Coercive groups and relationships are all around us  – from domestic abuse and pedophile grooming, to human trafficking and terrorist radicalization – millions of people worldwide are trapped in a web of undue influence, coerced to act against their own best interests.

Sadly, although these people remain caught up between false hope and real fear, most outsiders cannot see the elaborate web of coercion, and assume that the web does not exist, believing that the thirteen-year-old being prostituted to multiple men has “chosen” that life; that the woman staying with an abusive husband could leave if she really wanted to; that the cult member who believes his guru controls the weather is “stupid”; or even that the middle-aged couple who refuse contact with their nonbelieving children are simply “bad parents”.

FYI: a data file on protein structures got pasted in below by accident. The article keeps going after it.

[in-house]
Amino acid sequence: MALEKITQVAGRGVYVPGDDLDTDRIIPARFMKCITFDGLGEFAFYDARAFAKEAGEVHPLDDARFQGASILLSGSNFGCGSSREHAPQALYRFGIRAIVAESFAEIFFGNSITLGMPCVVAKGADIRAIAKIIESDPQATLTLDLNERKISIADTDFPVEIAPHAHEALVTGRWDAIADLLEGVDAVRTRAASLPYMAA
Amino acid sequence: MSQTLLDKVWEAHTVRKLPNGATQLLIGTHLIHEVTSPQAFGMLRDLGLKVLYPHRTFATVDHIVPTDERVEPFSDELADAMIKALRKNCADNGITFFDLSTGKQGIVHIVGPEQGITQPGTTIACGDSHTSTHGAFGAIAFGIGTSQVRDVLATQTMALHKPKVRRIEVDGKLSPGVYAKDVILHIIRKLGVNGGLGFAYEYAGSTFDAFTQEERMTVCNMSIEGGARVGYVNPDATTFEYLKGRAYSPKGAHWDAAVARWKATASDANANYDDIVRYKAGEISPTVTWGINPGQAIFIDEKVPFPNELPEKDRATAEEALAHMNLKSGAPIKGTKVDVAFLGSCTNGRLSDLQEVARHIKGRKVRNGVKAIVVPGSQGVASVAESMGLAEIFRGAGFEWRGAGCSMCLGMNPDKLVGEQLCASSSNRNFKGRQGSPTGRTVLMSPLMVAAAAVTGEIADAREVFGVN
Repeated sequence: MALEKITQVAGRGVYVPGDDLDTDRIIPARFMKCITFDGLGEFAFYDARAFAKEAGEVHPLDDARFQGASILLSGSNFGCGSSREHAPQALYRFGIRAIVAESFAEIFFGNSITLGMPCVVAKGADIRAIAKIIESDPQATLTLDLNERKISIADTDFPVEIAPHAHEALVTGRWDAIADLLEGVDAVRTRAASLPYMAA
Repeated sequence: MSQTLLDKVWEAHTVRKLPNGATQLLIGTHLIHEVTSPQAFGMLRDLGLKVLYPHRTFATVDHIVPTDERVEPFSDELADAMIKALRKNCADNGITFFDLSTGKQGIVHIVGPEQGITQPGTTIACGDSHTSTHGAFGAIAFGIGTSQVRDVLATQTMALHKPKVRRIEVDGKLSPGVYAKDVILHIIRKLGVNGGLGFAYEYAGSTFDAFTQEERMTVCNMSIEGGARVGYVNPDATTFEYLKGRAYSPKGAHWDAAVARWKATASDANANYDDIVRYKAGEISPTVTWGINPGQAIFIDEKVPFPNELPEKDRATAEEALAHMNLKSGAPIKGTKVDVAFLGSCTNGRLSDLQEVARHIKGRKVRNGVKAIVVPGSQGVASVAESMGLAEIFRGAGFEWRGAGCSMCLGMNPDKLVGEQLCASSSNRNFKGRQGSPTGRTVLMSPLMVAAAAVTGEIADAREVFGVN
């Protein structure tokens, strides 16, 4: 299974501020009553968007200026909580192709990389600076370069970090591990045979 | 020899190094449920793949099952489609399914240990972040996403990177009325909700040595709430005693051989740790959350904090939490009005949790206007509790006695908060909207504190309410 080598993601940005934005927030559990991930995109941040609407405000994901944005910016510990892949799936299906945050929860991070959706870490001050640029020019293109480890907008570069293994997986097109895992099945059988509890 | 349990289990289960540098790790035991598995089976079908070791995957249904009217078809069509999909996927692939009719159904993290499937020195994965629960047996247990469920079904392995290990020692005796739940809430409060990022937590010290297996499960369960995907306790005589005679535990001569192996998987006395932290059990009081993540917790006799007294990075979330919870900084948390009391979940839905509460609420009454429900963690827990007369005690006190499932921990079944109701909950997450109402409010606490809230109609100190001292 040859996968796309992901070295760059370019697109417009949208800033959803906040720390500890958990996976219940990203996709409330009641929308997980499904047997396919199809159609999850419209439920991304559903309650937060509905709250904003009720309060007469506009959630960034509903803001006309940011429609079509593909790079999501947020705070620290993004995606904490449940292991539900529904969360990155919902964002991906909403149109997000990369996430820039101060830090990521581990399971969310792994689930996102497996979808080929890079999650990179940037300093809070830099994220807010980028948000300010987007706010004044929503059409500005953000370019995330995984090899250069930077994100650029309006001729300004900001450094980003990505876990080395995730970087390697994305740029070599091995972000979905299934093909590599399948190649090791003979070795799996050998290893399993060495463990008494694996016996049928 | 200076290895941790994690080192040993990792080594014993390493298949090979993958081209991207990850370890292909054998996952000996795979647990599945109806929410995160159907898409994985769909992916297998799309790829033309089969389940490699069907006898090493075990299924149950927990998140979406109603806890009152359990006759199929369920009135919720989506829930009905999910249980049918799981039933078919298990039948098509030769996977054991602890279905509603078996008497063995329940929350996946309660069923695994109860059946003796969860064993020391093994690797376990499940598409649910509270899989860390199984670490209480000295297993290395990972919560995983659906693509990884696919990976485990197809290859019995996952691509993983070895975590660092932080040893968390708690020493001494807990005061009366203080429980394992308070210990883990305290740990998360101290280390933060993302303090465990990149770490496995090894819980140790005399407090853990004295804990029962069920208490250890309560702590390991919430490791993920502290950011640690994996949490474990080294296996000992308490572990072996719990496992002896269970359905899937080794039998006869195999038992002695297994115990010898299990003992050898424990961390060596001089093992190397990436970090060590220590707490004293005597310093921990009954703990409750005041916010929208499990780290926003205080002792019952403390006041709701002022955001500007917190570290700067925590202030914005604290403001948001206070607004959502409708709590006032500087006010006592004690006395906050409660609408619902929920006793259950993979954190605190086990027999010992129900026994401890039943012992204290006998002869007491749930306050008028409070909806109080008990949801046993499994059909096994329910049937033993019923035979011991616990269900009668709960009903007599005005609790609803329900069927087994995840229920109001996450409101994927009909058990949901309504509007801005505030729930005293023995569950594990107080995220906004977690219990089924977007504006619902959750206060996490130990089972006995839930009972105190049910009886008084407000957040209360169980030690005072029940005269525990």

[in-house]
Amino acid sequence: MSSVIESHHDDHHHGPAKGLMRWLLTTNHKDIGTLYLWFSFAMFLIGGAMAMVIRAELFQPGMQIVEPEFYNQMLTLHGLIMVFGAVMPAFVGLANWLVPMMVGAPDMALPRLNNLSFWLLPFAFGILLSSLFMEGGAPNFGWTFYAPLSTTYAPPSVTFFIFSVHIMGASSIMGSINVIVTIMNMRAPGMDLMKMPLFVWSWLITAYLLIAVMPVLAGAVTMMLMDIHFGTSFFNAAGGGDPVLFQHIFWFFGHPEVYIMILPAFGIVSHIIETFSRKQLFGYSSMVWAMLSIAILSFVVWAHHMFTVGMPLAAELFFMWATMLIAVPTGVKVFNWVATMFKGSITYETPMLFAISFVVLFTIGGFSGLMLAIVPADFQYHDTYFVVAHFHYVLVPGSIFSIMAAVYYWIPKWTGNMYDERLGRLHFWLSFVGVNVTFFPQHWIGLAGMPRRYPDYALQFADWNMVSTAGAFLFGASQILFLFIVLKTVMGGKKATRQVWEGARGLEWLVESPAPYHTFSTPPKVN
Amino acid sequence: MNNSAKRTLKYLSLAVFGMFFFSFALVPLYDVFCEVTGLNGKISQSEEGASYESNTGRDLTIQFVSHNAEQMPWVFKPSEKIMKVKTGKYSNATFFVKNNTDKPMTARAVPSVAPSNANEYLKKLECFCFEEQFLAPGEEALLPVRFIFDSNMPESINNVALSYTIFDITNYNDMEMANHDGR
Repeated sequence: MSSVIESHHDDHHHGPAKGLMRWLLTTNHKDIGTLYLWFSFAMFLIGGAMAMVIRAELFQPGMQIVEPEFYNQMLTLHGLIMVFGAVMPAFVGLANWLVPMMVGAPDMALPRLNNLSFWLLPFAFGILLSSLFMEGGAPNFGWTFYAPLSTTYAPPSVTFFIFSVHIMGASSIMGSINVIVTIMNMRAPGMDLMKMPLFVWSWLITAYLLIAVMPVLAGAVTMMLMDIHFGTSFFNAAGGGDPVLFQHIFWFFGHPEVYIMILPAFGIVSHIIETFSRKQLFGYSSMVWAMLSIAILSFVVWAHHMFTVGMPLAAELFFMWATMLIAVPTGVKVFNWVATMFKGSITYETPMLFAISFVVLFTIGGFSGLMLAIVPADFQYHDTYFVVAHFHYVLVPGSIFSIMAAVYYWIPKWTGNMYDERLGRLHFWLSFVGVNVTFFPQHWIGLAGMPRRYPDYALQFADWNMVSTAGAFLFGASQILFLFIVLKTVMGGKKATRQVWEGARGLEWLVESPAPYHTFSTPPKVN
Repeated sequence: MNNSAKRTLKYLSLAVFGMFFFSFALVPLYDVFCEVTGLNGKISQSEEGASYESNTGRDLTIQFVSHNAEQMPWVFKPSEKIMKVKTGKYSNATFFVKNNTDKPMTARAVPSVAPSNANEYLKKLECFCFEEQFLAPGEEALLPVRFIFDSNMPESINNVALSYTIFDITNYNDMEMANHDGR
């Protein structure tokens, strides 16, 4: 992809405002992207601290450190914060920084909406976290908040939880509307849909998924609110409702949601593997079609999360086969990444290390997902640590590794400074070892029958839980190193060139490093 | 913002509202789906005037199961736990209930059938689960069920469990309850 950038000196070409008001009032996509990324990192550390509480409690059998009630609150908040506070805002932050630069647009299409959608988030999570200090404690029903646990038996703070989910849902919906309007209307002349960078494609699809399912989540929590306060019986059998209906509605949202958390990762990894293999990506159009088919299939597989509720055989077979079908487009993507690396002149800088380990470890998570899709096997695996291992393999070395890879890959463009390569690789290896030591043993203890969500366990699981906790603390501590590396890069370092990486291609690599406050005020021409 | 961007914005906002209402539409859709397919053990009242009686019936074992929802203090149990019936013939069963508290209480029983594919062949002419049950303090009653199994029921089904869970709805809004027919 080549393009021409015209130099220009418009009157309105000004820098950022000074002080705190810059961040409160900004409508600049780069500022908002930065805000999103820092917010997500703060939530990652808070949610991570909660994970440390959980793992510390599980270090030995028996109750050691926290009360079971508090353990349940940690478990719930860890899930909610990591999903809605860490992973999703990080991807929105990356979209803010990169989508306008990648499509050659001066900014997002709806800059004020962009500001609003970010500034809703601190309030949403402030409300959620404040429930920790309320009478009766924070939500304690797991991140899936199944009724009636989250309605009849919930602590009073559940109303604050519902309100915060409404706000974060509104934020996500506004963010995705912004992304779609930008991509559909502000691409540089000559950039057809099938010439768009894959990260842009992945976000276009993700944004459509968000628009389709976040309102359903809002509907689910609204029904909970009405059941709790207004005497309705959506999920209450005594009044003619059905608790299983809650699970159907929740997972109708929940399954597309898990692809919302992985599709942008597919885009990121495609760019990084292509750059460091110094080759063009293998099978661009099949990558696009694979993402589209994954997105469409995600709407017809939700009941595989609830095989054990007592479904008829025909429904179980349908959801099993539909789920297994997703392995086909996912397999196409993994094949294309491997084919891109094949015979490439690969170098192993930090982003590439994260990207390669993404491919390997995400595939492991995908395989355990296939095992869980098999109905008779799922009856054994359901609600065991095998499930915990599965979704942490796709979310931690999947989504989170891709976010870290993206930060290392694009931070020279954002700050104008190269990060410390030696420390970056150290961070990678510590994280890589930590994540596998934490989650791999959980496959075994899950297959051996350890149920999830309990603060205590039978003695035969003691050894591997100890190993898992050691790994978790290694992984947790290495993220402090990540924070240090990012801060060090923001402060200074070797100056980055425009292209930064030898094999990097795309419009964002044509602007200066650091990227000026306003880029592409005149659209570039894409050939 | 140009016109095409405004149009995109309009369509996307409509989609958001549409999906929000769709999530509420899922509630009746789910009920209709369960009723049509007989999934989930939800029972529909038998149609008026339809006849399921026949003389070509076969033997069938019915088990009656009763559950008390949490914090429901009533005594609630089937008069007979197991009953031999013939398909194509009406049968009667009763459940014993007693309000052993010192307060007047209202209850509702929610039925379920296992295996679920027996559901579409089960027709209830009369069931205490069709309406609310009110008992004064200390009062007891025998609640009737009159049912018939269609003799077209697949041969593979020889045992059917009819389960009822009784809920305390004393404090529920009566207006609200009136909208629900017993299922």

Undue influence is designed to be invisible to outsiders, so those not in its grasp look for other explanations for the bizarre behavior they see. Because of this, a mass of dangerous misconceptions has arisen, myths about coercive control that need to be debunked. Here are some of the worst:

“If it was really so horrible, they’d leave.”